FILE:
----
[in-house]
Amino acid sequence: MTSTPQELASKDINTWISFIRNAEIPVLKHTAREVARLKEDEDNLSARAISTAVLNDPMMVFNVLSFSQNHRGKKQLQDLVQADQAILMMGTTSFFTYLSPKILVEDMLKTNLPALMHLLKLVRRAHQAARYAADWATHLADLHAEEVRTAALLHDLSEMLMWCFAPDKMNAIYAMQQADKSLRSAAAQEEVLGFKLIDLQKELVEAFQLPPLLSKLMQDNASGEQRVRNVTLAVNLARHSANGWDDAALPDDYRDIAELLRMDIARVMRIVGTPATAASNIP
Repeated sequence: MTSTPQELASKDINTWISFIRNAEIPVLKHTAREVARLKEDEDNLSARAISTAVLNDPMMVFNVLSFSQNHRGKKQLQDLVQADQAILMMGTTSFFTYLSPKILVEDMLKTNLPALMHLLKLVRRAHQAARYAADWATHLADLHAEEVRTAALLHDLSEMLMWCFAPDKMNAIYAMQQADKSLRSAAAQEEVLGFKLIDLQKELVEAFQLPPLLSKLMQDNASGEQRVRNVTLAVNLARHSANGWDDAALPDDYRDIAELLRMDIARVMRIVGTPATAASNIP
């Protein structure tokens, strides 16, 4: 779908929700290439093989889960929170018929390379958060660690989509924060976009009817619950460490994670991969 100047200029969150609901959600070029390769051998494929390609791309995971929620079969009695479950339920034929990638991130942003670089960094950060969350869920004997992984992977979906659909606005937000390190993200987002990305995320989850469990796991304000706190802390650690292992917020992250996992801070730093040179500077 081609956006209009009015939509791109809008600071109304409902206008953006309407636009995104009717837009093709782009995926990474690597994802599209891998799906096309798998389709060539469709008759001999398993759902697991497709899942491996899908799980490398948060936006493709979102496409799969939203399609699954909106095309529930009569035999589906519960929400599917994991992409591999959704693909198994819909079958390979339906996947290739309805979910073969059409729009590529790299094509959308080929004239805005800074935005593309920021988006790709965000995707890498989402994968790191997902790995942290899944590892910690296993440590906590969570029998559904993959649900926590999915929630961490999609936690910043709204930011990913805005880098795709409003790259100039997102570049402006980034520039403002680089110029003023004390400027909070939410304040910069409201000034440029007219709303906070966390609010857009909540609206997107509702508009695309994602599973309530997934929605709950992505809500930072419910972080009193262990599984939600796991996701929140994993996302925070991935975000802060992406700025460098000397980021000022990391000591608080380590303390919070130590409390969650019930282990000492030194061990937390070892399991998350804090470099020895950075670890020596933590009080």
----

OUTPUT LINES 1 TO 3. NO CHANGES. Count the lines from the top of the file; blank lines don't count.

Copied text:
[in-house]
Amino acid sequence: MTSTPQELASKDINTWISFIRNAEIPVLKHTAREVARLKEDEDNLSARAISTAVLNDPMMVFNVLSFSQNHRGKKQLQDLVQADQAILMMGTTSFFTYLSPKILVEDMLKTNLPALMHLLKLVRRAHQAARYAADWATHLADLHAEEVRTAALLHDLSEMLMWCFAPDKMNAIYAMQQADKSLRSAAAQEEVLGFKLIDLQKELVEAFQLPPLLSKLMQDNASGEQRVRNVTLAVNLARHSANGWDDAALPDDYRDIAELLRMDIARVMRIVGTPATAASNIP
Repeated sequence: MTSTPQELASKDINTWISFIRNAEIPVLKHTAREVARLKEDEDNLSARAISTAVLNDPMMVFNVLSFSQNHRGKKQLQDLVQADQAILMMGTTSFFTYLSPKILVEDMLKTNLPALMHLLKLVRRAHQAARYAADWATHLADLHAEEVRTAALLHDLSEMLMWCFAPDKMNAIYAMQQADKSLRSAAAQEEVLGFKLIDLQKELVEAFQLPPLLSKLMQDNASGEQRVRNVTLAVNLARHSANGWDDAALPDDYRDIAELLRMDIARVMRIVGTPATAASNIP